ReplyDelete
    Replies
    1. Do your own homework :o)
      The reason the condom was in the hide was probably because Marian and Ruth were unable to do their usual litter pick, Marian was poorly and Ruth's husband hasn't been to well of late, but this is the work the wildlife trust don't do? They don't use the barrier in the carpark at night after spending LOADS OF MONEY on it in the first place, which at the time I emailed the WT saying it was a waste of money :o(
      About the reedbeds I don't believe it was to give better views as we're coming into winter and the rise in water levels will offer better views "naturally", but there is a muttering that it was done to annoy people with big lenses think about this as you kind of know the reserve...The reedbed in front of the main hide gave close enough chances for Water Rails,Reed Buntings,Warblers and bittern etc=gone, the reedbed in front of the screen hide which the bittern, little egret,snipe,heron etc flew into and the "fake" tree that the Kestrel,Sparrowhawk and Green Woodpecker=gone, the kingfisher perches=gone, however the sedge/reed blocking "VIEWS" of Rotary Island from the Rotary Hide (smallest hide Trevor) but giving photographic view=STILL THERE. It's a well established fact one worker at the Northants Wildlife Trust doesn't like photographers, she moaned at me because I was sat in an empty hide, all on my own until she came in and moaned at me for 3 HOURS, saying "I WASN'T ALLOWING ANYONE ELSE A CHANCE TO SIT IN THE HIDE" depsite many benches availiable and she was the first person I saw all day, she then went on to say "YOU PHOTOGRAPHERS TAKE UP TO MUCH ROOM IN HIDES WITH YOUR LENSES, IT'S NOT NECCESARY AND THE NOISE YOU MAKE IS A DISTURBANCE"....so I've a sneaky feeling what's happening.......that was a blog post in itself lol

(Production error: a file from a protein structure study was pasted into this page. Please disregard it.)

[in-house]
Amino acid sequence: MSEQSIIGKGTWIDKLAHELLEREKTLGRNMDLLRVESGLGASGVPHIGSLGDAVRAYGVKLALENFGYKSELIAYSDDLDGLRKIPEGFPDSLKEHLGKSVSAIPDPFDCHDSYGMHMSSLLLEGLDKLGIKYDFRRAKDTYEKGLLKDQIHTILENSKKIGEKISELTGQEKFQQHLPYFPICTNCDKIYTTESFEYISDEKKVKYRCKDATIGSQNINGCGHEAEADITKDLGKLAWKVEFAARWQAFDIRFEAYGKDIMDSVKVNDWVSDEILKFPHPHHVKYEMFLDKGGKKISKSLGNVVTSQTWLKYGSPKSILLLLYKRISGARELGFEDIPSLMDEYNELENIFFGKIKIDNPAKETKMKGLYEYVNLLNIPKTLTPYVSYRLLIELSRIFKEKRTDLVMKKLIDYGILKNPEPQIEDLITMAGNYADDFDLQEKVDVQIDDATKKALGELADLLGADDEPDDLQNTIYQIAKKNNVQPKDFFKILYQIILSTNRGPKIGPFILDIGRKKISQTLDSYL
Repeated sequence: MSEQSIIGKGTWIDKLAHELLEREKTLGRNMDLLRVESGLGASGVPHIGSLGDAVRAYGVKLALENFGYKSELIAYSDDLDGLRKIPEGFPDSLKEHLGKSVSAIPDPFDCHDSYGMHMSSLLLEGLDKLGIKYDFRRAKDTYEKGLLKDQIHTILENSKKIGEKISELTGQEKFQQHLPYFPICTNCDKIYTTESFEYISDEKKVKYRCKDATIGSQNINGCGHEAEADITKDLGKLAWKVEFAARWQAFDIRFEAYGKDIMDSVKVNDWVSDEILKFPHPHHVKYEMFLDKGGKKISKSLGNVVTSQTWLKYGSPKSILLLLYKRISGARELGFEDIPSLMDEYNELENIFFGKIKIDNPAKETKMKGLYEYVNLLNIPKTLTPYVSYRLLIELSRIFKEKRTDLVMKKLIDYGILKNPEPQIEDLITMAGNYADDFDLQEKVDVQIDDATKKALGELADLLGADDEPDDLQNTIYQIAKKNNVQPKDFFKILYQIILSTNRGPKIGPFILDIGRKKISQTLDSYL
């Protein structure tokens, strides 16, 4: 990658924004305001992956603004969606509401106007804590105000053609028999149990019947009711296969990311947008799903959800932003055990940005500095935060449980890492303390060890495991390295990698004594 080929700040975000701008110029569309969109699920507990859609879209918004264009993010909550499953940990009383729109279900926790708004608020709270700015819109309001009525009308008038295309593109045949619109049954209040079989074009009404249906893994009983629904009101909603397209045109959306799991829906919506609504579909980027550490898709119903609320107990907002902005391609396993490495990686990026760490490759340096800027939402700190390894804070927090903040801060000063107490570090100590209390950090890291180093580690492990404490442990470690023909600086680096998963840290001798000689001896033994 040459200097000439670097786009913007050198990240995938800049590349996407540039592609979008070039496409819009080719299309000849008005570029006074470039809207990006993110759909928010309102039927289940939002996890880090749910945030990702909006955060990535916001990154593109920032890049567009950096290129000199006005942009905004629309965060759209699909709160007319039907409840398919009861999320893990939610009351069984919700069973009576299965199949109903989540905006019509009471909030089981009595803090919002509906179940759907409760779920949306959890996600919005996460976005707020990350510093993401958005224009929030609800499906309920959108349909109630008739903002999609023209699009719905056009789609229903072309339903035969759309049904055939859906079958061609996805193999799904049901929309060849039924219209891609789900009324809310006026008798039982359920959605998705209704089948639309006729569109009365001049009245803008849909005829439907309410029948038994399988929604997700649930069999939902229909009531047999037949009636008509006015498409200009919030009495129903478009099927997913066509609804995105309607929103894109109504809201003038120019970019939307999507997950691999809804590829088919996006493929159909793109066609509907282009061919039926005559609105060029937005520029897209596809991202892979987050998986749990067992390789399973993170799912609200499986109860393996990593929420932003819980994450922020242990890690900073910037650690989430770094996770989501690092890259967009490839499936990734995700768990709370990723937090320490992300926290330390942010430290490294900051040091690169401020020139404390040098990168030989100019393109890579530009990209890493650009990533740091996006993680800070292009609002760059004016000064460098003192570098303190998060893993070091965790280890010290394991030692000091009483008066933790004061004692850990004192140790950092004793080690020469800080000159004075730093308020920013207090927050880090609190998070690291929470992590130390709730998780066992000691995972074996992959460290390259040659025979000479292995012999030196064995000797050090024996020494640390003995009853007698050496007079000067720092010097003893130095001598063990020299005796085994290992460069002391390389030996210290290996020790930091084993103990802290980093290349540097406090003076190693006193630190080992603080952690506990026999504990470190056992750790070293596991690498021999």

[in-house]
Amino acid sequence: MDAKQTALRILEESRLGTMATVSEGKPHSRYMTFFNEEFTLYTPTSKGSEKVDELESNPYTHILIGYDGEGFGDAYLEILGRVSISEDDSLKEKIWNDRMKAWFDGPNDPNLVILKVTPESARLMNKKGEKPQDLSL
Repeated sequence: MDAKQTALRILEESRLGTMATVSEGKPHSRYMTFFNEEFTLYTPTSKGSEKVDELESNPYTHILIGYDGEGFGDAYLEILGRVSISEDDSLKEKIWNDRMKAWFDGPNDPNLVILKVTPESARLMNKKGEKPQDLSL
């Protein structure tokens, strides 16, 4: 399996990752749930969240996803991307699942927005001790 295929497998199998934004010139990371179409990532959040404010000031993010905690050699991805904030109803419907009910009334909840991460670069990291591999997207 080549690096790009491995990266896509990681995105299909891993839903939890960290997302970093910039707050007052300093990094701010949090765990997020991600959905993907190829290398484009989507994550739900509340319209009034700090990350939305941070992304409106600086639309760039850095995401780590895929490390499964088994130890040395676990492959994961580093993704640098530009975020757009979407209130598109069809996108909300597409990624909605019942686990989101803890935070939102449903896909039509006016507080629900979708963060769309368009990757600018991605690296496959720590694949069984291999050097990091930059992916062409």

Delete
    2. I forgot (lol) if you think my perry is good click on the Northants Bird reports on the left handside of my blog and have a look at the juvenile peregrine Bob got on the scrape at Sleys.

      Delete